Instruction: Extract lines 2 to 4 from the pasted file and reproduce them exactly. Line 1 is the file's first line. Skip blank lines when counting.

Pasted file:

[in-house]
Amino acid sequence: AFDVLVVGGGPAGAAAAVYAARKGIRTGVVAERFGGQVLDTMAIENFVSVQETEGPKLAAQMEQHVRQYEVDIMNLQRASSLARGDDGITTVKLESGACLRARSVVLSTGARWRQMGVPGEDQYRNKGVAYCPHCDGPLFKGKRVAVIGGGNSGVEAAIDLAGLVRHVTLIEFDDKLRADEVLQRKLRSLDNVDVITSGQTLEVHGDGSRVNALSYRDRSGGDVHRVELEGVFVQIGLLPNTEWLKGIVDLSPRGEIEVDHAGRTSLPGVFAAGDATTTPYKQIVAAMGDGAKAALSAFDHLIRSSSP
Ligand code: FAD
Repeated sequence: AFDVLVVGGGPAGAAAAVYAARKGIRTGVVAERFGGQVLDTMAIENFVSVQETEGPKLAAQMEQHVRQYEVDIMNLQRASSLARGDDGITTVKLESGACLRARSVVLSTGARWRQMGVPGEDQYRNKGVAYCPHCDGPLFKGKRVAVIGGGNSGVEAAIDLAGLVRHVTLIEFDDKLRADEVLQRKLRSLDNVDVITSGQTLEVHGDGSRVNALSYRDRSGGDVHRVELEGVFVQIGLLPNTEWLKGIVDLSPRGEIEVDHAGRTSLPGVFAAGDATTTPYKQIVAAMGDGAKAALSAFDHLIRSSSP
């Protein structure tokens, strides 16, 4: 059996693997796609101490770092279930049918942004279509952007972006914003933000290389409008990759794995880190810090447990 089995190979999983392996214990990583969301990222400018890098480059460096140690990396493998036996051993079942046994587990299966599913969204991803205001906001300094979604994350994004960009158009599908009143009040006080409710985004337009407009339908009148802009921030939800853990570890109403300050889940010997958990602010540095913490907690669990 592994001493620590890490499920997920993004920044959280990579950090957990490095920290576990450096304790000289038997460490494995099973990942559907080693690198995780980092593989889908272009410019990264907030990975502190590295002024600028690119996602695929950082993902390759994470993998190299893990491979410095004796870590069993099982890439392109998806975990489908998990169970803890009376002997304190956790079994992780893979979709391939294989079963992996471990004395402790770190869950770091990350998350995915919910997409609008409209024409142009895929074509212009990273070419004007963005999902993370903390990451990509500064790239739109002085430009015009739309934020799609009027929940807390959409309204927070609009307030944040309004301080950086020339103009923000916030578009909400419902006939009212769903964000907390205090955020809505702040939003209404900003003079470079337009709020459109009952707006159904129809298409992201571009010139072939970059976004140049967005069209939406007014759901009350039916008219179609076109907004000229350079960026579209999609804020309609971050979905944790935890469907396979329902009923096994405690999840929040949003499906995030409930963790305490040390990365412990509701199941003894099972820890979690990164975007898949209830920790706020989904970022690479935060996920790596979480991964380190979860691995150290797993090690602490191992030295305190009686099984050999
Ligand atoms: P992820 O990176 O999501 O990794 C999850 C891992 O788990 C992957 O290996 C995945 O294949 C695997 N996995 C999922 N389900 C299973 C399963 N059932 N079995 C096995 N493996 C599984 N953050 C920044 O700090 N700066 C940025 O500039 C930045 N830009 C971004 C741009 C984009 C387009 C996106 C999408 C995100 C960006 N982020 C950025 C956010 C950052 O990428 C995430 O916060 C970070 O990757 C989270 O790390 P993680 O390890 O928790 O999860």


Amino acid sequence: AFDVLVVGGGPAGAAAAVYAARKGIRTGVVAERFGGQVLDTMAIENFVSVQETEGPKLAAQMEQHVRQYEVDIMNLQRASSLARGDDGITTVKLESGACLRARSVVLSTGARWRQMGVPGEDQYRNKGVAYCPHCDGPLFKGKRVAVIGGGNSGVEAAIDLAGLVRHVTLIEFDDKLRADEVLQRKLRSLDNVDVITSGQTLEVHGDGSRVNALSYRDRSGGDVHRVELEGVFVQIGLLPNTEWLKGIVDLSPRGEIEVDHAGRTSLPGVFAAGDATTTPYKQIVAAMGDGAKAALSAFDHLIRSSSP
Ligand code: FAD
Repeated sequence: AFDVLVVGGGPAGAAAAVYAARKGIRTGVVAERFGGQVLDTMAIENFVSVQETEGPKLAAQMEQHVRQYEVDIMNLQRASSLARGDDGITTVKLESGACLRARSVVLSTGARWRQMGVPGEDQYRNKGVAYCPHCDGPLFKGKRVAVIGGGNSGVEAAIDLAGLVRHVTLIEFDDKLRADEVLQRKLRSLDNVDVITSGQTLEVHGDGSRVNALSYRDRSGGDVHRVELEGVFVQIGLLPNTEWLKGIVDLSPRGEIEVDHAGRTSLPGVFAAGDATTTPYKQIVAAMGDGAKAALSAFDHLIRSSSP